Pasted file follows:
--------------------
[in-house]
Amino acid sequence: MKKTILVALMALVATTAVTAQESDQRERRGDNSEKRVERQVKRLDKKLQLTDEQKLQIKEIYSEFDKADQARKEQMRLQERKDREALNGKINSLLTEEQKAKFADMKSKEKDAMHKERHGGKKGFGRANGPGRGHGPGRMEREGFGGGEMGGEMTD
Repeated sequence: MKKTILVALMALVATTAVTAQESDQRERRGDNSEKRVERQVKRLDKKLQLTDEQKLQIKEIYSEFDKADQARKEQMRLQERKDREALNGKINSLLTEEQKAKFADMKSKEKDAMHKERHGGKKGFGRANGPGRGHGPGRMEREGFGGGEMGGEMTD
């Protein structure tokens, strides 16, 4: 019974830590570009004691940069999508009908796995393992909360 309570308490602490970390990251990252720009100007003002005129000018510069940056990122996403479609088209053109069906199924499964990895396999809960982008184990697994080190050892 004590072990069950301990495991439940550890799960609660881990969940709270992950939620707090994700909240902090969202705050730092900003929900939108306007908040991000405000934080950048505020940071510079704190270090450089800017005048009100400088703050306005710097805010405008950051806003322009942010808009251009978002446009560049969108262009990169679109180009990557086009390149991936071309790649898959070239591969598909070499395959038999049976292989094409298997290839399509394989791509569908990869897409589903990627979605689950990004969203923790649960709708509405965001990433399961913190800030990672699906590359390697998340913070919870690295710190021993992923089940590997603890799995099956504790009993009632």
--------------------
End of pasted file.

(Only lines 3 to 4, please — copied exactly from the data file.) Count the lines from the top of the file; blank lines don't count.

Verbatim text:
Repeated sequence: MKKTILVALMALVATTAVTAQESDQRERRGDNSEKRVERQVKRLDKKLQLTDEQKLQIKEIYSEFDKADQARKEQMRLQERKDREALNGKINSLLTEEQKAKFADMKSKEKDAMHKERHGGKKGFGRANGPGRGHGPGRMEREGFGGGEMGGEMTD
């Protein structure tokens, strides 16, 4: 019974830590570009004691940069999508009908796995393992909360 309570308490602490970390990251990252720009100007003002005129000018510069940056990122996403479609088209053109069906199924499964990895396999809960982008184990697994080190050892 004590072990069950301990495991439940550890799960609660881990969940709270992950939620707090994700909240902090969202705050730092900003929900939108306007908040991000405000934080950048505020940071510079704190270090450089800017005048009100400088703050306005710097805010405008950051806003322009942010808009251009978002446009560049969108262009990169679109180009990557086009390149991936071309790649898959070239591969598909070499395959038999049976292989094409298997290839399509394989791509569908990869897409589903990627979605689950990004969203923790649960709708509405965001990433399961913190800030990672699906590359390697998340913070919870690295710190021993992923089940590997603890799995099956504790009993009632």